By Abby Chapman (Year 47/2022, Canada-PEI)

This year, Pearson College UWC saw the founding of a new group called, “The Menstrual Justice Team.” Forming this group was the culmination of several years of work from Pearson alumni who fought for menstrual justice on campus. We would like to dedicate all of our success this year to the strong foundation laid down by these individuals in the years before us!

Why did so many here on campus work so hard on this initiative? Pearson’s student body is made up of individuals from 85+ countries representing diverse socioeconomic backgrounds. Arriving on campus, the presence of “period poverty” here soon became apparent, therefore, the menstrual justice team formed to provide awareness, education, and equity for all Pearson menstruators.

With the high cost of menstrual products as well as limited access due to Pearson’s relatively remote location, The Menstrual Justice Teams was determined to bring about a solution. To address this immediate need, we wrote a proposal to our school’s College Assembly requesting that menstrual products be provided, just as they currently provide toilet paper.

The average menstruator spends up to $6,000 on menstrual products in their lifetime, not by choice, but rather as the result of a natural bodily function. Our proposal was approved by the CA and was reviewed and endorsed by the College administration.

This secured $5,000 for a menstrual product budget for the remainder of this school year, plus a commitment for $8,000 in annual funding for all years to come. Now, students have free access to products such as tampons and pads in each of the five houses, as well as in academic space washrooms.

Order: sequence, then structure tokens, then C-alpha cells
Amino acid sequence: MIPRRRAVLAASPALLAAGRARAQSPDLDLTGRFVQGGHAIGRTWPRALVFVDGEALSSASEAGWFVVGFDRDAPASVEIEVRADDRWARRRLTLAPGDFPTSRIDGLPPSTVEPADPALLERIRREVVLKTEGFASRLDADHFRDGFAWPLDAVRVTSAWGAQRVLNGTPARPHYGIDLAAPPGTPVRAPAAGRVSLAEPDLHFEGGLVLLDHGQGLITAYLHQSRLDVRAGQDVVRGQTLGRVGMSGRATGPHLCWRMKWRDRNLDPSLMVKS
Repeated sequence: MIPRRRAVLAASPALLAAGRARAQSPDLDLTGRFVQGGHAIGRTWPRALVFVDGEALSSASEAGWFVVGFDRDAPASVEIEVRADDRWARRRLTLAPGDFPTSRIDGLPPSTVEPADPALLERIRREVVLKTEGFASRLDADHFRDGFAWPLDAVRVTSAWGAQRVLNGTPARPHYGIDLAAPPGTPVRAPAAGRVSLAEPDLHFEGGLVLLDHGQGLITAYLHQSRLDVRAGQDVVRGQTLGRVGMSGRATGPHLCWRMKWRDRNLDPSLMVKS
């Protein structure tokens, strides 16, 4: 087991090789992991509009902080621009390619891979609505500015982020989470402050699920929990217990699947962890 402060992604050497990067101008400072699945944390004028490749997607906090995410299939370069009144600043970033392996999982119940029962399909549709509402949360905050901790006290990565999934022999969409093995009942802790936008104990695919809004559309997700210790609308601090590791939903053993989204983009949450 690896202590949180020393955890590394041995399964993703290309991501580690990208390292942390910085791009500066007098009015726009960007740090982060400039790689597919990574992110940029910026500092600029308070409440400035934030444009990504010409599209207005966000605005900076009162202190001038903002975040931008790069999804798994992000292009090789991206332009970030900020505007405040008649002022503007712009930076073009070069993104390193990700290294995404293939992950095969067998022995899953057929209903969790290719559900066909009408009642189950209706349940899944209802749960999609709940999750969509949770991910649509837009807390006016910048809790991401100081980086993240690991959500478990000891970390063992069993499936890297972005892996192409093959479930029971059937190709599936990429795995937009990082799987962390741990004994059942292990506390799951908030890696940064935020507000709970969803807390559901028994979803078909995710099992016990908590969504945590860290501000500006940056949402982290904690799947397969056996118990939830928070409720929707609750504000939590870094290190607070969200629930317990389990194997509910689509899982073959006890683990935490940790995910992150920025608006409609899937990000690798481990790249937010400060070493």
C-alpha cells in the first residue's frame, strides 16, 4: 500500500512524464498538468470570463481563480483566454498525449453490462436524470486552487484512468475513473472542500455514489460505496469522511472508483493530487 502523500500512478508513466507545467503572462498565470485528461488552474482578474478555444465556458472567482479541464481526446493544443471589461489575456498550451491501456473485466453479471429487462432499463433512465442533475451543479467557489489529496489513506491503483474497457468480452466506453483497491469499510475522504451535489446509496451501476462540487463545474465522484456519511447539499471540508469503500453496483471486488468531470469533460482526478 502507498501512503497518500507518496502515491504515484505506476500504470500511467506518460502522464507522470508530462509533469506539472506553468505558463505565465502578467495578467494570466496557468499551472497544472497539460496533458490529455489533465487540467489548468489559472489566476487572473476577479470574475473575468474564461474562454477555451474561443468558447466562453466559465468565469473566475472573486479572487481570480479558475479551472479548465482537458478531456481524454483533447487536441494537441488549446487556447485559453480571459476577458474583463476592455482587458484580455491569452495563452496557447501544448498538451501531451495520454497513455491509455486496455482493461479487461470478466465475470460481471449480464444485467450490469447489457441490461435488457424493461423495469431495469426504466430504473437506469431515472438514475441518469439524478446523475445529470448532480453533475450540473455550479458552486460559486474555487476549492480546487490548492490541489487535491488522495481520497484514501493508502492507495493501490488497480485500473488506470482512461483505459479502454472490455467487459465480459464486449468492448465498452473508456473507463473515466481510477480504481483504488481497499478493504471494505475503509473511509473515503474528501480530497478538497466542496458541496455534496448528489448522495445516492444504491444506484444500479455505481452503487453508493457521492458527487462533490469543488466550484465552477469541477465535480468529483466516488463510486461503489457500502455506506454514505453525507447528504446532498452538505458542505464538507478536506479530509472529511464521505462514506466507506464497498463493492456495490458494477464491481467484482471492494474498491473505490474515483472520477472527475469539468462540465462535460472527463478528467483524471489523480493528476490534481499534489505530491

As countries around the world are moving towards more equitable treatment of menstruators, this was a small but deeply meaningful feat in our community.

In securing funding from the school for disposable menstrual products, our group moved to shift our focus in supporting Pearson menstruators to find more sustainable product options. In a menstruator’s lifetime, it is estimated that they use enough menstrual products to fill a bus. Additionally, the materials that make up disposable products are often non-biodegradable and long outlive their use. However, reusable products such as menstrual cups, can last up to 10 years and are an excellent option to reduce waste and reduce the environmental impact.

This year, Pearson was incredibly fortunate to be supported by two companies, DivaCup and Pixie Cup, which supported our initiatives through donations of more than $6,000 worth of products. DivaCup donated several units of items such as notebooks and menstrual cup wipes, which came in handy for student note taking during menstrual/sexual health sessions, and outdoor project week menstruation survival, respectively. Pixie Cup donated 150 units of menstrual cups in both small and large sizes, allowing Pearson students a free option to sustainably menstruate.

Thanks to their support, the Menstrual Justice Team was able to host several educational workshops such as “Menstruating in the Wilderness,” and “How to use a Menstrual Cup” in order to make best use of these donations. Once received here on campus, the menstrual cups were distributed to interested students and student support groups were formed to support menstrual cup adoption. These donations allowed us to pursue other initiatives such as funds for house bidets in the girls’ washrooms and hot water bottles available to be checked out by those experiencing menstrual cramps.

The Menstrual Justice Team is grateful to every student who supported the initiative this year and we really appreciated the guidance and advice provided by group mentor Marija Uzunova Dang. This initiative will continue to have a positive impact for students in the years to come.

Team member and fellow student Rudaina Mustansir (Year 48 – Bangladesh) put it best when she said, “Working in the Menstrual Justice Team made me acknowledge the steps we still have to take to ensure that there is equity in the campus and understand how menstrual stress can impact overall health and well-being of the community. Having an amazing team of supportive, determined and feisty non-men made the work even better and I am super-excited to work next year (and come back in the future!!) to ensure empowerment and increase awareness about everything menstrual.”

(This article has been lightly edited for clarity and to add links.)

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